At the same time, carnival glass was having its heyday, so Fostoria produced two lines: Taffeta Lustre, which included bowls, candlesticks, and console sets, and its Brocaded designs, which included Brocaded Acorns, Palms, Summer Garden, and more.
With its strong market position, Fostoria was in good shape when the Great Depression struck. While the company was not immune to the downturn, it weathered the economic climate and emerged still in business. During the Depression, Fostoria produced glassware that was still of high quality, especially in comparison with the cheaper, budget products of its competitors.
Just a few years later, World War II cut Fostoria’s workforce almost in half, but that did not stop the company from continuing to innovate. In the early 1940s, Fostoria released several new patterns of glassware, including Chintz (1940), Colony (1940), Romance (1942), and Holly (1942). These followed on the heels of the distinctive Baroque style, which was introduced in 1937 and featured a signature fleur-de-lis in its design.
After World War II came to a close, Fostoria began its most aggressive period of expansion. The company’s size and production peaked in 1950, with more than 900 workers and about eight million pieces of glass sold that year. The company continued to introduce new styles, including Century (1950), Rose (1951), Wedding Ring (1953), and Jamestown (1959).
Throughout the 1960s, Fostoria sold millions of pieces of glass each year to American consumers, including a few particularly noteworthy figures: Presidents Lyndon B. Johnson and Richard Nixon both obtained exquisite glass ashtrays engraved with their signatures from Fostoria.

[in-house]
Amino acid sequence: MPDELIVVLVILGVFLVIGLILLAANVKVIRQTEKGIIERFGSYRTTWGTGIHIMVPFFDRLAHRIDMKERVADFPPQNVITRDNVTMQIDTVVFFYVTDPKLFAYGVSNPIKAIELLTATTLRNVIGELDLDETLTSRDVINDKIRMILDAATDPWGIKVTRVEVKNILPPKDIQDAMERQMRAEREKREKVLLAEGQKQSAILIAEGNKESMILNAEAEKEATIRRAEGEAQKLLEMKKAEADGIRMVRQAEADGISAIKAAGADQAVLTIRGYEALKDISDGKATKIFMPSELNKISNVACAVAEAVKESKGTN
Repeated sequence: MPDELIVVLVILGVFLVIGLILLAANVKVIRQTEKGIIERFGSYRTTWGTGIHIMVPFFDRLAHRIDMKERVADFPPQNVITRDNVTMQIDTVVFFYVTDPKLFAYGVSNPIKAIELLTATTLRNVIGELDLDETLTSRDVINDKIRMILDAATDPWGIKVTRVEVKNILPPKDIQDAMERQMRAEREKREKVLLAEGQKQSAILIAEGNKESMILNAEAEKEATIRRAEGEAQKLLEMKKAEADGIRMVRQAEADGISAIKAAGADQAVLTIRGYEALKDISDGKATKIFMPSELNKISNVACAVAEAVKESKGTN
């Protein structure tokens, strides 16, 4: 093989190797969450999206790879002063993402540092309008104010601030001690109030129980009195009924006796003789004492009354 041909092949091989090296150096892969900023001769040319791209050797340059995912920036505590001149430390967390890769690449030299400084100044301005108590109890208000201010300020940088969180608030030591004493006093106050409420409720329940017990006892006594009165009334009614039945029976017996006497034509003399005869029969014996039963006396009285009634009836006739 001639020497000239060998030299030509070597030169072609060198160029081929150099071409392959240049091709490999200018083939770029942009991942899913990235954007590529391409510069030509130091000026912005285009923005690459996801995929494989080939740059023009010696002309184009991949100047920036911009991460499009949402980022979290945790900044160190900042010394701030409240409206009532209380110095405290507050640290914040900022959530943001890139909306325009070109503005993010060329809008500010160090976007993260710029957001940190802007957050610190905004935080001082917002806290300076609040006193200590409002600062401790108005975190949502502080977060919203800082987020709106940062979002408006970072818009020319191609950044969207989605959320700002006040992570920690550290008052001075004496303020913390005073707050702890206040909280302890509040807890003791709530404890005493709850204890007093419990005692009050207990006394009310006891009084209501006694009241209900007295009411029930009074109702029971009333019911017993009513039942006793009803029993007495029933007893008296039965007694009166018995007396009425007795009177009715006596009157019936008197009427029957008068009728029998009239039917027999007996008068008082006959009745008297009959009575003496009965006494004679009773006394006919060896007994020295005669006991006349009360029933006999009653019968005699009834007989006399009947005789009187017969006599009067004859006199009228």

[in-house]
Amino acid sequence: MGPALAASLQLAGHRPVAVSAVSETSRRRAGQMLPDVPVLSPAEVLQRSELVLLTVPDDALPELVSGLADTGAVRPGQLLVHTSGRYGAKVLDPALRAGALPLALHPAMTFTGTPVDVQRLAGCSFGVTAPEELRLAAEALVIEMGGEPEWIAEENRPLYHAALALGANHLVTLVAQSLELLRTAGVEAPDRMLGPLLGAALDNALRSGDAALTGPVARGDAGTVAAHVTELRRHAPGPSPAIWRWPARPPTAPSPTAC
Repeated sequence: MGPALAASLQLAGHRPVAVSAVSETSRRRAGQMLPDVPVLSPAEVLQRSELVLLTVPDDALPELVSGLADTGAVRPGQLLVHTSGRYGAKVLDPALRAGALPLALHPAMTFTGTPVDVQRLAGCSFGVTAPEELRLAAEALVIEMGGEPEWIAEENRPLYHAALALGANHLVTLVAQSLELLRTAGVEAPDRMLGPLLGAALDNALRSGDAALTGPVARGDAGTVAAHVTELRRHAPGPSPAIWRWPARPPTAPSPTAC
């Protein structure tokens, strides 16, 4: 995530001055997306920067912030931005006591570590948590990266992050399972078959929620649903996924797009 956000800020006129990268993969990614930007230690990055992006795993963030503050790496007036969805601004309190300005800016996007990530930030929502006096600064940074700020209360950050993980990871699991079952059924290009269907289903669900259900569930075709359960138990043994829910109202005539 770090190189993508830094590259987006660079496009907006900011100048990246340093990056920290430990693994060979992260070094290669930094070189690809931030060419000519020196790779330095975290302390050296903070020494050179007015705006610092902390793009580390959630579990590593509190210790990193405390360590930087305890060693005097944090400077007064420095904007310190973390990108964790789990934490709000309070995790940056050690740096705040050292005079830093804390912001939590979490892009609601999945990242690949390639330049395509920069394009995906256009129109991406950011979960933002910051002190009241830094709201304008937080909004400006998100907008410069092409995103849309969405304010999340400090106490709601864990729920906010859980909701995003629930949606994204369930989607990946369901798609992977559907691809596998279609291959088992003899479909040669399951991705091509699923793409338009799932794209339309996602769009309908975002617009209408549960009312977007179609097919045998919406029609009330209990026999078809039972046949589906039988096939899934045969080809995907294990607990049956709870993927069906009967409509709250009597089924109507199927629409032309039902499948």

Always a leader in marketing, the company expanded its efforts yet again by adding company boutiques and display rooms to department stores. Even more innovative was the company’s new consumer-direct magazine, “Creating with Crystal,” which was highly successful as a marketing tool.
Faced with increasing competition from foreign companies, however, Fostoria began to decline in the 1970s—the Lancaster Colony Corporation eventually bought the company. The factory closed altogether in 1983, though some of its patterns—including American—continued to be produced by Dalzel-Viking, thanks to a contract with Lancaster Colony. The early 1990s saw the last trickle of Fostoria pattern production.
In general, Fostoria’s colored stemware and dinner pieces are more prized by collectors today than their clear counterparts. Some people like to amass entire sets of Fostoria products in one color, while others focus instead on specific pieces in a variety of colors. In particular, early pieces from the American set are especially popular with contemporary collectors.